Archive for the ‘credit card debt’ Category

A happy New Year to all those who still scramble up the crag that is this old worn out blog to view my inconsistent (and sometimes incoherent) fitness ramblings.   I know you are expecting me to talk about how I resolve to post more to this blog over the coming year, but actually I don’t.  I plan on posting more and I expect to be more active than I have been the past year or two, but it isn’t on the top of my to-do list.  I was putting too much stress on keeping this blog up and anxiety was getting the better of me.  I hope that with a more relaxed attitude I can better keep up with this blog, minus the stress and anxiety.

So what are my resolutions?  Before I get to that I should note that experience has tempered my firm belief in specific goals.  They are great until you reach them.  Then what?  A new goal?  Where is the joy in that?  Instead, it is better to find general guidelines for how life should be lived, live by them, and reap the rewards as they come.   No more stress or pressure to hit specific numbers.  I will take my victories as they come.

So the question is changed to what are my guidelines and how do I plan on implementing them.  I answered that question by creating three general guidelines, short enough to remember, but broad enough to allow for a considerable amount of change in the life of myself and my family.  I have termed these “Family Commitments” as they impact both myself and my family.  However, because of their dual nature I will refer to them interchangeably as family and individual commitments, depending on the context.

The three primary commitments are:

  1. Keep God first in all things
  2. Eat fresh and be active
  3. Buy less, throw out more, and organize what we keep

These three commitments hit on the big four: mind, body, spirit, and wallet.   Commitment 1 will keep us spiritually balanced and aids us in keeping commitments 1 and 2.  Commitment 2 will keep us healthy and aids us in keeping commitments 1 and 3.  Commitment 3 will keep our bad spending habits (and my tendency to hoard things) in check, and reinforce commitments 1 and 2.

Now how do I turn these three broad commitments into a plan of action?  Like this: (more…)

For your enjoyment and benefit, the following is a brief reference guide to help you learn the importance of avoiding debt, how to save (regardless of your income), and and how to save painlessly (and for the masochists- painfully).  (more…)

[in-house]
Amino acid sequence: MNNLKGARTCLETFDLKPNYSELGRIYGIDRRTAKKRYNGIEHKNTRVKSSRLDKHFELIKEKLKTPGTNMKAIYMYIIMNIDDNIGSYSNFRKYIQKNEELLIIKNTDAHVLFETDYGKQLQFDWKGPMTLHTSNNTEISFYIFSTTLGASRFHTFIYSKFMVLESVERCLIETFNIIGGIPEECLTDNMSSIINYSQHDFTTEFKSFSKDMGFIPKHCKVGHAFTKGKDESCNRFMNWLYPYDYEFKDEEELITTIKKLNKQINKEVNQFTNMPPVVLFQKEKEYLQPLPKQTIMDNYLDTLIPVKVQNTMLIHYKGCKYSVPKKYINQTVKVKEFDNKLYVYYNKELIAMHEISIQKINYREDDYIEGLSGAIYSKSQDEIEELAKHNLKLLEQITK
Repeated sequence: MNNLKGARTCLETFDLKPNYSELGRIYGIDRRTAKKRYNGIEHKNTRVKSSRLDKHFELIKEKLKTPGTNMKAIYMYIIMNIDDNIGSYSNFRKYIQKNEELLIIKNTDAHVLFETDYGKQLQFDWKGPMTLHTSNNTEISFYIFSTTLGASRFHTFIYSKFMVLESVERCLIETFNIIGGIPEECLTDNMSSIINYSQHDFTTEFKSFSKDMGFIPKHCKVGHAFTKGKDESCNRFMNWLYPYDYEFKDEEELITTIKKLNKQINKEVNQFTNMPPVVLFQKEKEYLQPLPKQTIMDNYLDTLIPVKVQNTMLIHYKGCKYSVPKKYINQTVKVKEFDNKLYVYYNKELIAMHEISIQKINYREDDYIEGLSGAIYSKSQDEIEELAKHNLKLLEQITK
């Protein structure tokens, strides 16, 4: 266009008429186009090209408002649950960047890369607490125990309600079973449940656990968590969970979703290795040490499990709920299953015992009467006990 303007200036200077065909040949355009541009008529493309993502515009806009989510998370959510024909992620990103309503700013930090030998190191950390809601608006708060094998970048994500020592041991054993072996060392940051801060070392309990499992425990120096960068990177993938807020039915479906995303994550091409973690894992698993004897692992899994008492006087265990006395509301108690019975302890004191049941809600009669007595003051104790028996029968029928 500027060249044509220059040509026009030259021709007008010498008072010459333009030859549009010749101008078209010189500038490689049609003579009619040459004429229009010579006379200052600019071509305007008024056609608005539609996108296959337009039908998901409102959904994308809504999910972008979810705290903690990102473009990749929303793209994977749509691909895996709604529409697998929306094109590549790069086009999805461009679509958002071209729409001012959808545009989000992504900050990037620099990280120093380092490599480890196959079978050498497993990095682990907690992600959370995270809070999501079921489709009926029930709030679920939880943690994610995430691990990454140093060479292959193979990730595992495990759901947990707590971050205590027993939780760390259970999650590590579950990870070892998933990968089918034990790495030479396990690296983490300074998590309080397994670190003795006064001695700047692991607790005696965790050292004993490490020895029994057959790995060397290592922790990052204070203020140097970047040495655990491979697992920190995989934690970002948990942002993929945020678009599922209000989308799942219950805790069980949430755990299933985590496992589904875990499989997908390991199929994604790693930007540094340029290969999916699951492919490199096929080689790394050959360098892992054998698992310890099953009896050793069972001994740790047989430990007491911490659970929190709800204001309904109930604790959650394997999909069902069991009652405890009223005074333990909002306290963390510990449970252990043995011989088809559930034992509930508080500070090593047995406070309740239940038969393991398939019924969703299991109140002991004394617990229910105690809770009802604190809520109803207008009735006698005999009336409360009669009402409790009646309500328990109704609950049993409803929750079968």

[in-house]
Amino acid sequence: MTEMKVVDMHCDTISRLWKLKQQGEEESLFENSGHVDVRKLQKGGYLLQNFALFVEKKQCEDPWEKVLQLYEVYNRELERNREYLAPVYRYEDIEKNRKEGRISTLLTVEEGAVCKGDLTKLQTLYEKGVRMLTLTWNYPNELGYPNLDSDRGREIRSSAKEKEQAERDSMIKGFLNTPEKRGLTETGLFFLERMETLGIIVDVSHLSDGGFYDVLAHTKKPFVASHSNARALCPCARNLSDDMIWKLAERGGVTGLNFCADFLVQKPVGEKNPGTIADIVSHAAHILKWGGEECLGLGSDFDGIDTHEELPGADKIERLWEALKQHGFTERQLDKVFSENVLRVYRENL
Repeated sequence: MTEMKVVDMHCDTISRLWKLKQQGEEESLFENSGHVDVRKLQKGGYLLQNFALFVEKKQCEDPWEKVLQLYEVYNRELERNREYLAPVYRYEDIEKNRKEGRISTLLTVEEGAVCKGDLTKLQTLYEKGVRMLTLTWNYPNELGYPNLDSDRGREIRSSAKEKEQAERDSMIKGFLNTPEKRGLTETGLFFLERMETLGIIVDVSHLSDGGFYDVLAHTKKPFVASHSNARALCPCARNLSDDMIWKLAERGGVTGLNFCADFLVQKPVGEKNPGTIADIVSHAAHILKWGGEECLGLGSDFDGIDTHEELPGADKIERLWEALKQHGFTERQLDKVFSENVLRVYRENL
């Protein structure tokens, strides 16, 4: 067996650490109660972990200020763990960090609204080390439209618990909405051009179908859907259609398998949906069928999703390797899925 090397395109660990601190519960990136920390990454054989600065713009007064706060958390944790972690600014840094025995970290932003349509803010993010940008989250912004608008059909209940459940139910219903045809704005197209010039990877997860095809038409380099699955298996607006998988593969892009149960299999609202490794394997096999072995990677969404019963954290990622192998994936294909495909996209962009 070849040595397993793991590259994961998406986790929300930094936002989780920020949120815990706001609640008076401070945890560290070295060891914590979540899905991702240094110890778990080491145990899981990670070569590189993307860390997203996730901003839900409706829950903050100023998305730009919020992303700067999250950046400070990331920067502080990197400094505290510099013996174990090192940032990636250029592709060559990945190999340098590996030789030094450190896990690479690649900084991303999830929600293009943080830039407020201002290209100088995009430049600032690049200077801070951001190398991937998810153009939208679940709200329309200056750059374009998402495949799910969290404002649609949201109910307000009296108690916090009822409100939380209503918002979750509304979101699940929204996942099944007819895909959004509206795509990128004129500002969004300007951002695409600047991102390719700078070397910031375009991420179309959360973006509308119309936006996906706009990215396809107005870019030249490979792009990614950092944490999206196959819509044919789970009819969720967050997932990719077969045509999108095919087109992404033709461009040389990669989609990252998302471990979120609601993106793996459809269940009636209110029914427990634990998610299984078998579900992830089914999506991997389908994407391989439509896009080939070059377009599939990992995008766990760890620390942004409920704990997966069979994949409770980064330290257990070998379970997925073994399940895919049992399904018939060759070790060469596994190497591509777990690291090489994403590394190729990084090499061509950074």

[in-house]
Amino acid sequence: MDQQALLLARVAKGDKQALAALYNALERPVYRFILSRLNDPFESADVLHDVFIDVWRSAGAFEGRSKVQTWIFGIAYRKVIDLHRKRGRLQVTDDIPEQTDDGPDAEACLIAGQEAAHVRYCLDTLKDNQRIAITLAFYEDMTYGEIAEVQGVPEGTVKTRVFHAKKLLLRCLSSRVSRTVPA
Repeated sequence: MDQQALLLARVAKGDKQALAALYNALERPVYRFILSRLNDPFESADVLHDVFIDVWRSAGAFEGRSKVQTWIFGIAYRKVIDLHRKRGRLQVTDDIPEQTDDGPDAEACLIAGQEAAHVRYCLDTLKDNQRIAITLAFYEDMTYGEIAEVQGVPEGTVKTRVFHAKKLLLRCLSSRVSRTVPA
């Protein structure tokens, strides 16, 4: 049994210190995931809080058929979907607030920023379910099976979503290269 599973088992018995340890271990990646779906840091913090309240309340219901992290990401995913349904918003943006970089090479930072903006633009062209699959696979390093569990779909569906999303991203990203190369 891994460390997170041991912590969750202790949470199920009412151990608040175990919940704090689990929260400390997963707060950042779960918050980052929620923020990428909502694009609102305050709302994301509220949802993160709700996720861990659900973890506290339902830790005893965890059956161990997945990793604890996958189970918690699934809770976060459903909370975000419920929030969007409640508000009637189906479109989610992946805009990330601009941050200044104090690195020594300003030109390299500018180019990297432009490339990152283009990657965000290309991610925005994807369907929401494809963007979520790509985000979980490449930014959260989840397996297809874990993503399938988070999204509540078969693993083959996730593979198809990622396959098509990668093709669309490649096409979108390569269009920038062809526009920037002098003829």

I now no longer owe even a single dime to Household Bank. That is one card down, six more to go. This means that roughly 22% of our peak credit card debt from last year has been eliminated.  Gosh, this feels even better than I thought it would.

We have been fighting an uphill battle against credit card debt since we first got married almost four years ago.  Facing over $16,000 in credit card debt (costing us over $500/month) we took a big step last July and cut our credit cards into tiny little pieces.  So how are we doing now thus far?

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Well, what are my blogging plans for the next month or so (at least the highlights)…

First, I will be writing three posts for StraighttotheBar.com.  [Click on the link now and see a video a guy bending a wrench].  Most likely the posts will be entitled:

“Eliminating the Lug Nuts: How to Find a Good Trainer.”

“The Power of the Negative.”

“Visualization: No Longer just for New Age Hippies.”

Much to my wife’s chagrin over at Musings, Rants, and Monologues I will be posting on my recent quest to build the perfect minority.  Trust me, it will be both offensive, sophomoric, and politically incorrect to the 1,000 degree.

And right here on this, my main blog, I will be posting on my recent struggles with food, our upcoming travels, getting a handle on credit card debt (our experience), and the kind of things you do to start a mental transformation that can keep pace with your physical transformation.  See you later!

As we near out first pay check in over two months (times have been tough but God provided) we are set to implement some money saving procedures and a much improved budget.   What have we done?  Well I will share with you three tips today to shrink your expenses and saved lots of money

First, perhaps the biggest change for us, we are limiting our grocery/all things Wal-Mart budget (excluding dog food) to $250 per month.  We are going to enforce this budget limit by taking out $250 cash at the beginning of the month and placing said cash in an envelope to be used each time we shop.  When the money runs out, no more groceries.  As an incentive to save more, 50% of the money left over at the end of the month can be used for ANYTHING we want.

Estimated Savings: $200-400/month